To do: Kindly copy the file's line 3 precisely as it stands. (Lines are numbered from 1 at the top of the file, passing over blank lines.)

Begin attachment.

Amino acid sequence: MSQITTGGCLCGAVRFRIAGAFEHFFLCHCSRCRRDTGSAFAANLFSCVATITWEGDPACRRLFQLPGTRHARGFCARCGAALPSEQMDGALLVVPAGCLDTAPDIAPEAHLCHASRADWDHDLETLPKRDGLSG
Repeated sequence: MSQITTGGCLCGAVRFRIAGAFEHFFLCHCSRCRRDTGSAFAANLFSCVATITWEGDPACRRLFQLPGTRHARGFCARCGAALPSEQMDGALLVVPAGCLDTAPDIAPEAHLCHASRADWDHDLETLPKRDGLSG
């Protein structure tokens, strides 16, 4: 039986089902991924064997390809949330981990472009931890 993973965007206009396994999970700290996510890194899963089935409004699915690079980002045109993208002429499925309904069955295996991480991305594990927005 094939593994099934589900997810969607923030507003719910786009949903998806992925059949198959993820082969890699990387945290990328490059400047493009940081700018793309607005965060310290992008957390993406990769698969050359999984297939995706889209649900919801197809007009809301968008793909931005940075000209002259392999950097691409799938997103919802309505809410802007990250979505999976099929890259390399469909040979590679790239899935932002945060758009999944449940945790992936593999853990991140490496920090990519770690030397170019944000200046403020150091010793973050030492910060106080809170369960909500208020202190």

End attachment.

């Protein structure tokens, strides 16, 4: 039986089902991924064997390809949330981990472009931890 993973965007206009396994999970700290996510890194899963089935409004699915690079980002045109993208002429499925309904069955295996991480991305594990927005 094939593994099934589900997810969607923030507003719910786009949903998806992925059949198959993820082969890699990387945290990328490059400047493009940081700018793309607005965060310290992008957390993406990769698969050359999984297939995706889209649900919801197809007009809301968008793909931005940075000209002259392999950097691409799938997103919802309505809410802007990250979505999976099929890259390399469909040979590679790239899935932002945060758009999944449940945790992936593999853990991140490496920090990519770690030397170019944000200046403020150091010793973050030492910060106080809170369960909500208020202190």